Sara Naumann blog Black Madonna

Last week we headed into Gdansk—Sopot, Gdansk and Gdynia form what’s called the tri-city area. Gdansk is about 20 minutes drive from us in Sopot, and we go every few weeks for a change of pace.

The city has one of the most beautiful old Gothic churches—the Bazylika Mariacka, or St. Mary’s Cathedral. It’s packed with artwork: Besides the building itself, it contains gorgeous paintings, stone sculpture, wood carvings, icons, angels, saints, stained glass…and clocks. Big, amazing clocks. You can see some photos of the church’s art collection here.

Saint Mary is a very important figure in Polish history; she’s been the official Queen of Poland since the 1600’s. The Black Madonna—pictured here—is particularly revered. Legend says she’s saved the country in battle more than once. This portrait of a Black Madonna hangs in the church in Gdansk. (The original is in the town of Częstochowa.)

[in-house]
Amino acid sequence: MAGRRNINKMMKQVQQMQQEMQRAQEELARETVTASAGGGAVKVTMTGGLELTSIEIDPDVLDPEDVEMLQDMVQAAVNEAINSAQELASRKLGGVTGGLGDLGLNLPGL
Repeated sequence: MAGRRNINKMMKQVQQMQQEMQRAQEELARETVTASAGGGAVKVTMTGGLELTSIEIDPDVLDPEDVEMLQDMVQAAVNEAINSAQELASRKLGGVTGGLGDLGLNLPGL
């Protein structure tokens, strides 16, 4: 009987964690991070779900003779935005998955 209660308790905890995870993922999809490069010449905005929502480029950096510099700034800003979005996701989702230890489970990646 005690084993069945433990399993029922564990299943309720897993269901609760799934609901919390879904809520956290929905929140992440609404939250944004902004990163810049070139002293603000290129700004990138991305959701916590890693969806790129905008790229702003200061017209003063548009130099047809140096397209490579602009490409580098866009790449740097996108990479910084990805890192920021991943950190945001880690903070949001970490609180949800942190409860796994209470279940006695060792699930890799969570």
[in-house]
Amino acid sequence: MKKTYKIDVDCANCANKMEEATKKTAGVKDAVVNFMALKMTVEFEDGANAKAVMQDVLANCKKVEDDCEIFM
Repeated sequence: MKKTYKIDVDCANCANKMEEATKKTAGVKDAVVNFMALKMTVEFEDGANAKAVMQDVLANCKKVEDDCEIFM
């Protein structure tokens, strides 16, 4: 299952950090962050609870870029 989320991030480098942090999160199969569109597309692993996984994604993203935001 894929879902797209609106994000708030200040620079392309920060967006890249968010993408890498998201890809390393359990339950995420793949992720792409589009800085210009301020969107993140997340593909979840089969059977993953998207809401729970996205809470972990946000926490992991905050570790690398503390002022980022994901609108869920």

Although I generally gravitate toward artwork with brighter colors and more modern themes, this one really captivates me—the layers of legend behind it, the mystery of what makes a Black Madonna (accumulation of candle smoke? pigment? age? mystery?) and the devotion tied to this quite modest portrait. It’s a very quiet piece—part of that is due to the dark colors, of course, and the somber expressions—but there’s something  compelling about it nevertheless.

It’s a fascinating study when history, legend, belief, mystery and art combine.

Happy Friday!